Wednesday, August 8, 2012

Thoughts on St. Dominic's Day

I've has this huge collection of links that I've been intending to post.  Mostly I've been waiting for the opportunity to put them all in the context of a narrative.

This evening, as I put together the service sheets for tomorrow's midweek eucharist, St. Dominic gave me the narrative.

Dominic realized that the people could not be brought back to the Church so long as bishops and priests made the rights of the institution their primary concern. So he adopted a life modelled on today’s gospel: he renounced all property except for the robe on his back and travelled up and down the countryside, preaching to strangers on the road and to crowds in the market-places.
The first five articles - every one of them worth the read - speak to the problem of an institutional church that is confused about the proper focus.  We are concerned with the survival of an institution - preferably a survival accomplished without making any serious change to how we do things.  Christendom is over, and we need to stop pretending it isn't.  We desperately need to change.  The sixth article, writing from a secular perspective, talks about why change is so hard, and how leaders often undermine their own attempts at reform.

Perhaps the difference is that this cohort of clergy is that they aren’t critiquing an institution we just assume will still be here in ten years. They are calling us out of the cloud of denial - telling us that if we don’t act, it won’t be - and that we have to talk about it.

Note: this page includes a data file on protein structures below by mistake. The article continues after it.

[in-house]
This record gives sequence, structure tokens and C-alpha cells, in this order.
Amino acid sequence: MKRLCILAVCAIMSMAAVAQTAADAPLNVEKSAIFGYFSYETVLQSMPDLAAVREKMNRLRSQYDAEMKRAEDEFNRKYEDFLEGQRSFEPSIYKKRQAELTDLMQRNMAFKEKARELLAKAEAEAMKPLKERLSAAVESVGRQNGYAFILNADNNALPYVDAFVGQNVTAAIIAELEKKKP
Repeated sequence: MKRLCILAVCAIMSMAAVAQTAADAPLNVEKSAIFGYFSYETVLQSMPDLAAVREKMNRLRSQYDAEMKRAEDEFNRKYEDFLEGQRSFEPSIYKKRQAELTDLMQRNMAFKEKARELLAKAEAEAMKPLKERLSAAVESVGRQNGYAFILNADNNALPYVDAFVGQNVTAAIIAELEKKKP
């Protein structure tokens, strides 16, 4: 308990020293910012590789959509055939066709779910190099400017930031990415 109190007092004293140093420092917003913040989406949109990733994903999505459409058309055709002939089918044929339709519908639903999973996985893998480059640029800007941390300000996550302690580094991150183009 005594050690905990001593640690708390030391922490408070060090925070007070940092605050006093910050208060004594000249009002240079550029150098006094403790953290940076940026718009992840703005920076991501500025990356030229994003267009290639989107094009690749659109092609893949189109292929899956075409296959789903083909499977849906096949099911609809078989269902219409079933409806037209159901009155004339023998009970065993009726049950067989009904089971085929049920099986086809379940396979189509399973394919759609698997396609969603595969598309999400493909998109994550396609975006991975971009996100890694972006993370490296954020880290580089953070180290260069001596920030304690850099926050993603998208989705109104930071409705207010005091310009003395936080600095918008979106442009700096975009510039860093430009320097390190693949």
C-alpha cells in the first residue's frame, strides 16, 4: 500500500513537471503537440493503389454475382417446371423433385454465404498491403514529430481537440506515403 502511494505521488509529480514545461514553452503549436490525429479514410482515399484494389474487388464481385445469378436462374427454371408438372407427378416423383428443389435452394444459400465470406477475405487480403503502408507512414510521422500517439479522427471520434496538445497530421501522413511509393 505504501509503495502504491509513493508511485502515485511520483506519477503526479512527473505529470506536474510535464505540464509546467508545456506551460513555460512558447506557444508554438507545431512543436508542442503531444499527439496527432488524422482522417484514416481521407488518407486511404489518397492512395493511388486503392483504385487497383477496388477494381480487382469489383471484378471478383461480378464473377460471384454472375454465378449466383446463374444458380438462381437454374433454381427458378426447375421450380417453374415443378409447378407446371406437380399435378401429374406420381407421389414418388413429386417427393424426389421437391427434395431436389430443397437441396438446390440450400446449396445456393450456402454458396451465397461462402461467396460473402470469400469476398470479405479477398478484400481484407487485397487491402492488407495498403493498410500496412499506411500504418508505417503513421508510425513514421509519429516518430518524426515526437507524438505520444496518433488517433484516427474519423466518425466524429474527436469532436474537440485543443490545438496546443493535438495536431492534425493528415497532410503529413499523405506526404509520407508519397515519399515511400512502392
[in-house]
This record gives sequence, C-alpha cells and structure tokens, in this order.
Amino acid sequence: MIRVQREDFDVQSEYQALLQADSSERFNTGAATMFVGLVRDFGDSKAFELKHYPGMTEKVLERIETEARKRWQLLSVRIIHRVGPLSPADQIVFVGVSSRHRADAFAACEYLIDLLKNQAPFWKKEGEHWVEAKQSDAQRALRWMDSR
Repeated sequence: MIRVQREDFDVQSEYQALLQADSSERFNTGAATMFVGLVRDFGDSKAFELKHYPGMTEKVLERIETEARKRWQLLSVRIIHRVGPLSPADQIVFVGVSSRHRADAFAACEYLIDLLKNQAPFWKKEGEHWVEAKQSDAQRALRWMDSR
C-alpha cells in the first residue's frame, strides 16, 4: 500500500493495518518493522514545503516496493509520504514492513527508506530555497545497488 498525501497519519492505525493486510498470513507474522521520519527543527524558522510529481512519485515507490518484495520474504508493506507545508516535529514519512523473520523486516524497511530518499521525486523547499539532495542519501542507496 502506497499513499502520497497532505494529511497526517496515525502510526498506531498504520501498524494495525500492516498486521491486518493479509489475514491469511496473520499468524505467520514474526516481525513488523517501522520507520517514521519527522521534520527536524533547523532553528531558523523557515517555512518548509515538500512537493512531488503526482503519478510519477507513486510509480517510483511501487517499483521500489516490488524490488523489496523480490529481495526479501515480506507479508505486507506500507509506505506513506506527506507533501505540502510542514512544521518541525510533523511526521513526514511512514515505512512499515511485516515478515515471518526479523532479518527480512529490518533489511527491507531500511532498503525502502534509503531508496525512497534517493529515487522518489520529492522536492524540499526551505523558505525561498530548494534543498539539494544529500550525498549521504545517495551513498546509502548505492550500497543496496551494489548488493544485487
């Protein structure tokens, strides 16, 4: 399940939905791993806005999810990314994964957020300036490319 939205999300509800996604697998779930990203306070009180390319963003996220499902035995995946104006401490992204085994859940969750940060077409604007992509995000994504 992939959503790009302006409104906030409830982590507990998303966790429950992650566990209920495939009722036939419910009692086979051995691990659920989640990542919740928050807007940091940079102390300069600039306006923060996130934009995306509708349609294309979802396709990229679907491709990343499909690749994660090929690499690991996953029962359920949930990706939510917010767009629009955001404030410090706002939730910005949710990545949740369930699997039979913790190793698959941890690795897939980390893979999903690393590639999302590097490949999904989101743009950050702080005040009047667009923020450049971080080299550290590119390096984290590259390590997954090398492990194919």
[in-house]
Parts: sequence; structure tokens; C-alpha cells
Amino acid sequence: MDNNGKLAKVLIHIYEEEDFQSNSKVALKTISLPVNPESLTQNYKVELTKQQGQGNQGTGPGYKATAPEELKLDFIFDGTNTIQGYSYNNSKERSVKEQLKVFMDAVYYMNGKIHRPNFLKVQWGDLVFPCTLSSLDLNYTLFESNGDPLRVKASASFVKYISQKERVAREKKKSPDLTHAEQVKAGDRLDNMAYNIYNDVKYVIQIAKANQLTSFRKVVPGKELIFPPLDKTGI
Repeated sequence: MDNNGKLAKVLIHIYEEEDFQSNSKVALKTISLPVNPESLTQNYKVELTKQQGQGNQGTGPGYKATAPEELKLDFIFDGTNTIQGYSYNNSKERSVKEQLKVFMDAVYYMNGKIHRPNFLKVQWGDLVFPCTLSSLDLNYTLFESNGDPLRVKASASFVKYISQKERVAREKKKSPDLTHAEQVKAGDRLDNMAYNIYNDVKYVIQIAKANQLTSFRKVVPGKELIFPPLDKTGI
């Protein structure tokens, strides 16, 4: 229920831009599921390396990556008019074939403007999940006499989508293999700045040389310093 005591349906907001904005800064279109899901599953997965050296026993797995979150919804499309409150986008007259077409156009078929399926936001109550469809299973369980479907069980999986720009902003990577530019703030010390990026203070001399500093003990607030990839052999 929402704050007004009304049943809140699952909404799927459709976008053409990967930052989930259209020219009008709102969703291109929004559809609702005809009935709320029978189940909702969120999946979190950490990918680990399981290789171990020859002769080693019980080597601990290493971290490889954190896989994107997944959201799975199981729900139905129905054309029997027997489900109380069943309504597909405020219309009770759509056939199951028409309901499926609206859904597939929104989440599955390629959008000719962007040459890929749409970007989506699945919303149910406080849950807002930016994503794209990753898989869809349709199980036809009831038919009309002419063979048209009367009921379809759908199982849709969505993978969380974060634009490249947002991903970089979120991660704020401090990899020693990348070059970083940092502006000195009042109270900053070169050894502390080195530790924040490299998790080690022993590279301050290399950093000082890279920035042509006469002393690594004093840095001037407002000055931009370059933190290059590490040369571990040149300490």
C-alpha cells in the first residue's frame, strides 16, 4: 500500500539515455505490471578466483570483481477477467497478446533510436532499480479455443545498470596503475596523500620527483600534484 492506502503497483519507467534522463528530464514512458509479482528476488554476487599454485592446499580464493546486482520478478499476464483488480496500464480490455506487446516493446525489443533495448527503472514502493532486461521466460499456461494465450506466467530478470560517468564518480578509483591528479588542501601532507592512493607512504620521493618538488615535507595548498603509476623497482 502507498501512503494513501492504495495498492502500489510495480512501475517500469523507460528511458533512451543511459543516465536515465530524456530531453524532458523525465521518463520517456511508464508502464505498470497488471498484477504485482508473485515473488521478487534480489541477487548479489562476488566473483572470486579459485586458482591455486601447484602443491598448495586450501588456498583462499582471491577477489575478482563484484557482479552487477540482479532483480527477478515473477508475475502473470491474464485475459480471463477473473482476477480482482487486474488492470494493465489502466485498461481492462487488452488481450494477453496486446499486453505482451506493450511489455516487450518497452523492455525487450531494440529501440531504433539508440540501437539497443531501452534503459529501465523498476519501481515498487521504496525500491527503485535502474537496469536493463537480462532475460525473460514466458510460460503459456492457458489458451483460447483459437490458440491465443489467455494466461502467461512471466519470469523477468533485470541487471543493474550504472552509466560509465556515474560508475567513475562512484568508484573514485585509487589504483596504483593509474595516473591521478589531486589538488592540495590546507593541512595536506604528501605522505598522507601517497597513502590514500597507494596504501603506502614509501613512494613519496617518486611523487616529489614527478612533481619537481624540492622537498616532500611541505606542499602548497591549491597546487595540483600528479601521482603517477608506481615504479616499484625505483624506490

It is time to give up our excuses for not engaging in God’s mission to make disciples, and, by doing so, to make a difference in our communities.

Washington DC Baptist Pastor Amy Butler calls for the end of the church as we know it.
Our work is not to control the trends of society or to prop up a comfortable model we’ve become accustomed to. Our work is to make faithful disciples of Jesus Christ: to bring the gospel to the world, to nurture people in their faith, to live as good stewards of what we’ve been given and to bring justice and peace to a society desperately in need.
The more I have read the Bible and studied the life of Jesus, the more I have become convinced that Christianity spreads best not through force but through fascination. But over the past few decades our Christianity, at least here in the United States, has become less and less fascinating. We have given the atheists less and less to disbelieve. And the sort of Christianity many of us have seen on TV and heard on the radio looks less and less like Jesus.
Theologian Wendy Daxon, guest posting at Lay Anglicana, questions if the Church is serious about reaching the spiritual seekers.
What other institution does this? When a retailer or manufacturer does not reach its intended market, does it say, ‘We’ve got a tremendous product, how silly are they to reject it? We’ll just keep it on the shelf, gathering dust, not bringing anyone through our doors, because we know how good it is.’ Of course not. A smart, entrepreneurial business venture asks questions, and adapts. It brings in new people on staff, it welcomes new points of view—even uncomfortable ones. Hearing hard truths about why something is not working, and acting on what one hears, is the fastest way to get things working again. And yet, this is exactly what the churches refuse to do.
The answer or a key leverage point for overcoming this problem lies somewhat deeply or unconsciously within the human psyche. We all make personal and work-related commitments to change. Why do we fail so often to do what we say we want to do? It is because we have secret, hidden commitments beyond our awareness that counteract our espoused commitments. These hidden commitments are often based on false assumptions. It is as if we have one foot on the gas with our espoused commitments and another on the brake with the hidden commitments. This realization came to me clearly while I was recently reading the work of Kegan and Lahey (Immunity to Change).

So read 'em and weep.  And when you're done, go change the Church and the World.

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